The spectrin-based membrane skeleton as a membrane protein-sorting machine

Kenneth A Beck, W. James Nelson

Research output: Contribution to journalArticlepeer-review

93 Scopus citations


Normal cell function is dependent on the existence of membrane compartments that have unique populations of membrane proteins. Sorting of membrane proteins forms the basis for the biogenesis of distinct membrane compartments. There are many examples of membrane protein-sorting events in cells, but the molecular machinery involved is poorly understood. We discuss characteristics of a putative membrane protein-sorting machine and show that the spectrin-based membrane skeleton conforms to these characteristics. The spectrin-based membrane skeleton is a submembranous, spatially limited, two- dimensional lattice that binds a subset of membrane proteins. These properties allow the membrane skeleton to facilitate the formation of distinct membrane domains and thus reveal its potential as a membrane protein-sorting machine.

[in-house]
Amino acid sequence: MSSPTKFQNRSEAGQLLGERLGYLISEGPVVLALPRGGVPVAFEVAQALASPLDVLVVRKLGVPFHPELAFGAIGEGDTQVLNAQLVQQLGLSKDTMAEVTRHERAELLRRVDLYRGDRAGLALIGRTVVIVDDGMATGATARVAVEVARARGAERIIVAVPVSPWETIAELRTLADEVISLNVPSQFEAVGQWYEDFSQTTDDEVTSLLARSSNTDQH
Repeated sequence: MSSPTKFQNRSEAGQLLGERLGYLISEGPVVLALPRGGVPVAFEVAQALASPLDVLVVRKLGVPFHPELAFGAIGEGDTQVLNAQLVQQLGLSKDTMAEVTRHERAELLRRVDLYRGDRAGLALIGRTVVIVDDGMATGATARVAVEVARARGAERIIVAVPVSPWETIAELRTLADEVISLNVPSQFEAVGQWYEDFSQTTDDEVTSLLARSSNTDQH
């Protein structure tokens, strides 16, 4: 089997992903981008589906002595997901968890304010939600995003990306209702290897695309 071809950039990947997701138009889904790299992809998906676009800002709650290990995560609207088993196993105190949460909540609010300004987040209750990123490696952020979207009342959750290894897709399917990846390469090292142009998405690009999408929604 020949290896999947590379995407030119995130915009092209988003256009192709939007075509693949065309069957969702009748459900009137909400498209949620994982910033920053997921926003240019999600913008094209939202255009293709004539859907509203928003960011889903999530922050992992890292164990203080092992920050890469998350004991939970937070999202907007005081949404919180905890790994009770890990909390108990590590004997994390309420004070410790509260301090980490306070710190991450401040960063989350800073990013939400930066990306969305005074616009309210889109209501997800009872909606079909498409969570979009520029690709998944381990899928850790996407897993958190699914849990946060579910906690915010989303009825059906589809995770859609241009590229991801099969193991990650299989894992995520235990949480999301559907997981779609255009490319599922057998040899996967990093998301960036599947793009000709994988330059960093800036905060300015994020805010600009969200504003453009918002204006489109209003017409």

Original languageEnglish (US)
JournalAmerican Journal of Physiology - Cell Physiology
Issue number5 39-5
StatePublished - May 1996
Externally publishedYes


  • cell surface polarity
  • coat proteins
  • cytoskeleton
  • Golgi
  • organelle biogenesis
  • protein retention
  • protein trafficking
  • sodium-potassium adenosinetriphosphatase

ASJC Scopus subject areas

  • Clinical Biochemistry
  • Cell Biology
  • Physiology
  • Physiology (medical)


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